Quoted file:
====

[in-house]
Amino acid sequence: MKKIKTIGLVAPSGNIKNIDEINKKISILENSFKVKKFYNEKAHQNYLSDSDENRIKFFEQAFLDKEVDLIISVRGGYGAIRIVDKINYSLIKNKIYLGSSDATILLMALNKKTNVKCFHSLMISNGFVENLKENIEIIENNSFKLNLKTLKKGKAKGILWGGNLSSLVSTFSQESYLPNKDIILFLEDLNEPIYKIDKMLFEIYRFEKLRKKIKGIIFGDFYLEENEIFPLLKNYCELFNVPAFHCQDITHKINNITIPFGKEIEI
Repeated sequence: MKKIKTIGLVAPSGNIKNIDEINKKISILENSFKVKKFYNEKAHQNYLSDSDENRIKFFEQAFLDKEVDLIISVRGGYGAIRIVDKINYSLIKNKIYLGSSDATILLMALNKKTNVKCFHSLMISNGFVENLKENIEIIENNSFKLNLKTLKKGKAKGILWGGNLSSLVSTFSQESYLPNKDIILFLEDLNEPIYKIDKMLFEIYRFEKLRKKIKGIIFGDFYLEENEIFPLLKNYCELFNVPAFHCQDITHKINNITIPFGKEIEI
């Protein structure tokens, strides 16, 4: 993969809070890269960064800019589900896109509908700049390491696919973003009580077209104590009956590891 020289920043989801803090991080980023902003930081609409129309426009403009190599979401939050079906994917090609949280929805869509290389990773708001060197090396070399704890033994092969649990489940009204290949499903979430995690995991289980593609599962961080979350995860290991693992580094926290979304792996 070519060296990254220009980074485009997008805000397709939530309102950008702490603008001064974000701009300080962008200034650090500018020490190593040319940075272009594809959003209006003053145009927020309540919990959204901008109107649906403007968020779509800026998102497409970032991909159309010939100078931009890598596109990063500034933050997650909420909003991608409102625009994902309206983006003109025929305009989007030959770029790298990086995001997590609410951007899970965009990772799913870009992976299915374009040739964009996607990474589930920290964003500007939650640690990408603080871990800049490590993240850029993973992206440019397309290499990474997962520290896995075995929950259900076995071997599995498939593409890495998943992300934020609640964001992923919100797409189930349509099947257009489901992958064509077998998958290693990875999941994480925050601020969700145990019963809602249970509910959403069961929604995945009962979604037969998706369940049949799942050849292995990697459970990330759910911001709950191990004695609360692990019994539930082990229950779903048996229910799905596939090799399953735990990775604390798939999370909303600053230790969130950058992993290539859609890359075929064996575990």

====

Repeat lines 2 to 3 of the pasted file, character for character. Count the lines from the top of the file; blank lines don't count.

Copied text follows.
Amino acid sequence: MKKIKTIGLVAPSGNIKNIDEINKKISILENSFKVKKFYNEKAHQNYLSDSDENRIKFFEQAFLDKEVDLIISVRGGYGAIRIVDKINYSLIKNKIYLGSSDATILLMALNKKTNVKCFHSLMISNGFVENLKENIEIIENNSFKLNLKTLKKGKAKGILWGGNLSSLVSTFSQESYLPNKDIILFLEDLNEPIYKIDKMLFEIYRFEKLRKKIKGIIFGDFYLEENEIFPLLKNYCELFNVPAFHCQDITHKINNITIPFGKEIEI
Repeated sequence: MKKIKTIGLVAPSGNIKNIDEINKKISILENSFKVKKFYNEKAHQNYLSDSDENRIKFFEQAFLDKEVDLIISVRGGYGAIRIVDKINYSLIKNKIYLGSSDATILLMALNKKTNVKCFHSLMISNGFVENLKENIEIIENNSFKLNLKTLKKGKAKGILWGGNLSSLVSTFSQESYLPNKDIILFLEDLNEPIYKIDKMLFEIYRFEKLRKKIKGIIFGDFYLEENEIFPLLKNYCELFNVPAFHCQDITHKINNITIPFGKEIEI